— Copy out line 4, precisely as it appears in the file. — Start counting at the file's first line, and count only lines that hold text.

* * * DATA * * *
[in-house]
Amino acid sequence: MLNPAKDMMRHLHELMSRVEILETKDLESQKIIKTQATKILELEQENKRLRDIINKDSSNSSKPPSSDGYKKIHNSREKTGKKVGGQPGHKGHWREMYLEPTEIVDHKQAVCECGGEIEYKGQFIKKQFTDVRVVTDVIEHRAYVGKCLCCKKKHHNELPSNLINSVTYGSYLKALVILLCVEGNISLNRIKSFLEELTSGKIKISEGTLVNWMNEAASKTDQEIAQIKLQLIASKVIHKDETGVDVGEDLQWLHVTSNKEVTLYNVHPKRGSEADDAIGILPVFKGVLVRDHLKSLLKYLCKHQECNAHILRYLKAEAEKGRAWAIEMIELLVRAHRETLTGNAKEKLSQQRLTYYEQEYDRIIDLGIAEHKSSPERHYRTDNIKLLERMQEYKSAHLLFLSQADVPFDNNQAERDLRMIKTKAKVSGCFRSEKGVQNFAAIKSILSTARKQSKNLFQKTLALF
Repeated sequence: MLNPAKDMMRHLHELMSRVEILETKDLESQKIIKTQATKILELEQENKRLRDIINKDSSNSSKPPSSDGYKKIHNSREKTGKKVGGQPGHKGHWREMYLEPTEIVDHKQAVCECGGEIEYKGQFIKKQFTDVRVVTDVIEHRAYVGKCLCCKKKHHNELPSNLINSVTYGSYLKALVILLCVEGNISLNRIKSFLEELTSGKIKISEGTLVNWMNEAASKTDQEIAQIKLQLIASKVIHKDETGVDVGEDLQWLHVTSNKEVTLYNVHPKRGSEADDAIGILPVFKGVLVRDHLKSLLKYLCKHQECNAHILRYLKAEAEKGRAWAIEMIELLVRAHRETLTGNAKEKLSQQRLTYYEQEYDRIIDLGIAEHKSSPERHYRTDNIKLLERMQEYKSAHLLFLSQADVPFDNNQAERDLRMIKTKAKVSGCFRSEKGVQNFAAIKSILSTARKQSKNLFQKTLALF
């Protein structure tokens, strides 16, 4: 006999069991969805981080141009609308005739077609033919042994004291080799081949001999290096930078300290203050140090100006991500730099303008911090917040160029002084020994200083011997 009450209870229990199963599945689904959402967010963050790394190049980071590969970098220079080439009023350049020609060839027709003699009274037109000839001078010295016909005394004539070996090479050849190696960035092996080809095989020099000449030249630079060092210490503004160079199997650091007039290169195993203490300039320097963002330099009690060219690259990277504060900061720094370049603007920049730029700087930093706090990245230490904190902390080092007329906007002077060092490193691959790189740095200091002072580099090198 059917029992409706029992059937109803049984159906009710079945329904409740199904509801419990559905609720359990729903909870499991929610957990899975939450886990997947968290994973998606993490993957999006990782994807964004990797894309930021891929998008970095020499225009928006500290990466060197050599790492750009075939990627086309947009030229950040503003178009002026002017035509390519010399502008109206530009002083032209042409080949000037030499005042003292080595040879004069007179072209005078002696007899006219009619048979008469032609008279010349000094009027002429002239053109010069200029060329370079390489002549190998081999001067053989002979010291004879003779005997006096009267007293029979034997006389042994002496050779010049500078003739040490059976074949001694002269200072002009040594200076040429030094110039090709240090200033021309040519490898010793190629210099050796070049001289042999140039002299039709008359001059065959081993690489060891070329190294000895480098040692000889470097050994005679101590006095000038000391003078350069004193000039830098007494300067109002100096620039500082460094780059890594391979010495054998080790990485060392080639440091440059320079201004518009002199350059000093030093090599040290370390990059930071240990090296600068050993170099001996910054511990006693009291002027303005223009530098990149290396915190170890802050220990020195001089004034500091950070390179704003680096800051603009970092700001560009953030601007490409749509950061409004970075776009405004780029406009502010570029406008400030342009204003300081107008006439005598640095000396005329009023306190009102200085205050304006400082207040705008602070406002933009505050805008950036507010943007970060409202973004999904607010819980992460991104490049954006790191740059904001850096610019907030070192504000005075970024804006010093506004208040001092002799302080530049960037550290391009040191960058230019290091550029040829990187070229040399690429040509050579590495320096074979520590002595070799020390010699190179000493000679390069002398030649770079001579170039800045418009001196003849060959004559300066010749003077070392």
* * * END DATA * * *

């Protein structure tokens, strides 16, 4: 006999069991969805981080141009609308005739077609033919042994004291080799081949001999290096930078300290203050140090100006991500730099303008911090917040160029002084020994200083011997 009450209870229990199963599945689904959402967010963050790394190049980071590969970098220079080439009023350049020609060839027709003699009274037109000839001078010295016909005394004539070996090479050849190696960035092996080809095989020099000449030249630079060092210490503004160079199997650091007039290169195993203490300039320097963002330099009690060219690259990277504060900061720094370049603007920049730029700087930093706090990245230490904190902390080092007329906007002077060092490193691959790189740095200091002072580099090198 059917029992409706029992059937109803049984159906009710079945329904409740199904509801419990559905609720359990729903909870499991929610957990899975939450886990997947968290994973998606993490993957999006990782994807964004990797894309930021891929998008970095020499225009928006500290990466060197050599790492750009075939990627086309947009030229950040503003178009002026002017035509390519010399502008109206530009002083032209042409080949000037030499005042003292080595040879004069007179072209005078002696007899006219009619048979008469032609008279010349000094009027002429002239053109010069200029060329370079390489002549190998081999001067053989002979010291004879003779005997006096009267007293029979034997006389042994002496050779010049500078003739040490059976074949001694002269200072002009040594200076040429030094110039090709240090200033021309040519490898010793190629210099050796070049001289042999140039002299039709008359001059065959081993690489060891070329190294000895480098040692000889470097050994005679101590006095000038000391003078350069004193000039830098007494300067109002100096620039500082460094780059890594391979010495054998080790990485060392080639440091440059320079201004518009002199350059000093030093090599040290370390990059930071240990090296600068050993170099001996910054511990006693009291002027303005223009530098990149290396915190170890802050220990020195001089004034500091950070390179704003680096800051603009970092700001560009953030601007490409749509950061409004970075776009405004780029406009502010570029406008400030342009204003300081107008006439005598640095000396005329009023306190009102200085205050304006400082207040705008602070406002933009505050805008950036507010943007970060409202973004999904607010819980992460991104490049954006790191740059904001850096610019907030070192504000005075970024804006010093506004208040001092002799302080530049960037550290391009040191960058230019290091550029040829990187070229040399690429040509050579590495320096074979520590002595070799020390010699190179000493000679390069002398030649770079001579170039800045418009001196003849060959004559300066010749003077070392």